Following the Recipe
There's a site called Epicurious.com where there are recipes from Gourmet, Bon Apetite and Shape Magazines and I went there and plugged turkey sausage into the search engine. Up came turkey sausage and onions and peppers. I've never cooked sausage with onions and peppers before, although I've eaten it often enough. Always good to have a recipe. I immediately flashed back to those New York City hot dogs with the onions on them. I don't like hot dogs, but oh those onions. The recipe wasn't for sandwiches but there was nothing to say I couldn't put the mess on a bun, right?
The recipe called for boiling the sausage and then adding the onion and pepper and some fennel, boiling away the liquid and finishing the dish with scallions. I don't eat scallions much these days because I have no immune system. So I decided to omit them. And I don't like fennel. Tastes like licorice and I didn't get the licorice gene. Bob did, but he's not cooking.
And to be honest, I'm not much for boiled vegetables, even if you boil them in chicken broth. So I roasted a red pepper. How do you roast a red pepper? It's very atavistic, at least on a gas stove. I just put the raw, whole pepper on the gas burner and let the skin char. You can also put it under a broiler, but I like to stand there, flaming the sucker, turning it so all four sides get really blackened. Then put it in a brown paper lunch bag for ten minutes to steam. Then just rub the blackened skin off and you have roasted red pepper. Something happens to a pepper when you roast it, something about the natural sugars in the vegetable, making the flavor sweeter and more intense.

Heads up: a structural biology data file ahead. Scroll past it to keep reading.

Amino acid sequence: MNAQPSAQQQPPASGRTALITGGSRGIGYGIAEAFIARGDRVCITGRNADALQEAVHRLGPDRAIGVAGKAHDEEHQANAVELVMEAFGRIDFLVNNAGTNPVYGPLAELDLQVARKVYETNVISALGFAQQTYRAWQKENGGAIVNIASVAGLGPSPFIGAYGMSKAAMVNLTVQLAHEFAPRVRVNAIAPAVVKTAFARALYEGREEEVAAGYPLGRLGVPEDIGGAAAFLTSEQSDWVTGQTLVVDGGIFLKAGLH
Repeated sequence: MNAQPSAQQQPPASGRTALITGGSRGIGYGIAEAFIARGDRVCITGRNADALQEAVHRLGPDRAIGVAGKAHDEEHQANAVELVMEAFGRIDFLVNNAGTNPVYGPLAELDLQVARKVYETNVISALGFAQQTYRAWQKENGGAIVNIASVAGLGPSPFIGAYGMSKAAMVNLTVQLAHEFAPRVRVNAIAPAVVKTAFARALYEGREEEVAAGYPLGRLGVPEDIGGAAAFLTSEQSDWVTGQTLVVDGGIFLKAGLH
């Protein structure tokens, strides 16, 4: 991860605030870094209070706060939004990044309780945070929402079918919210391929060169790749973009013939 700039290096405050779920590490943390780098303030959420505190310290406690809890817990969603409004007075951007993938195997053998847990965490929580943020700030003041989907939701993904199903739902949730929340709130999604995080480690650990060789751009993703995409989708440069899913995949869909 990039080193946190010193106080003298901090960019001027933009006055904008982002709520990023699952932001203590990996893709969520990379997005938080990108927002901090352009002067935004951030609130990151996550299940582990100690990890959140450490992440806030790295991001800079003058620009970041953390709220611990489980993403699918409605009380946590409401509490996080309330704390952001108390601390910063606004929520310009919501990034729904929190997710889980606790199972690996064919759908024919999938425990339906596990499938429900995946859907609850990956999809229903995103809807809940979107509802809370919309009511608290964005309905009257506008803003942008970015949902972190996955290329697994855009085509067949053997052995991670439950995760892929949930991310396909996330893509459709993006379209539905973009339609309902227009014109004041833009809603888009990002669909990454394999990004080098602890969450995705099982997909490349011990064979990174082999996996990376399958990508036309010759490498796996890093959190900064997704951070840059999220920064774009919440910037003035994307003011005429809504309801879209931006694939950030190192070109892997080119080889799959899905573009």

I sliced the onions and poured some of my new, cool Lebanese olive oil in my big skillet. We eat a lot at a place called the Chicago Deli and the family that owns it is Lebanese. They have cousins back in Lebanon who press their own olive oil. We bought a gallon because George gave us some to taste and and it was great. Light, fruity, not commercial. I sliced the onions and I cooked them in the olive oil on low heat for over an hour, so they softened and carmelized. The last half hour I threw in some garlic (okay, it's not in the original recipe, but garlic, onion and olive oil? How bad could it be?) and tucked the sausages in the slow cooking onions and put in the peppers.
The sausages didn't get as brown as I like, so I ran them under the broiler until the skins got crispy. I slit the buns, put a little brown mustard on them (not in the recipe but mustard is a good thing, right?) covered the sausages with the onions, peppers and garlic, and served it all with a salad.
They turned out good. Recipe works great. I recommend it.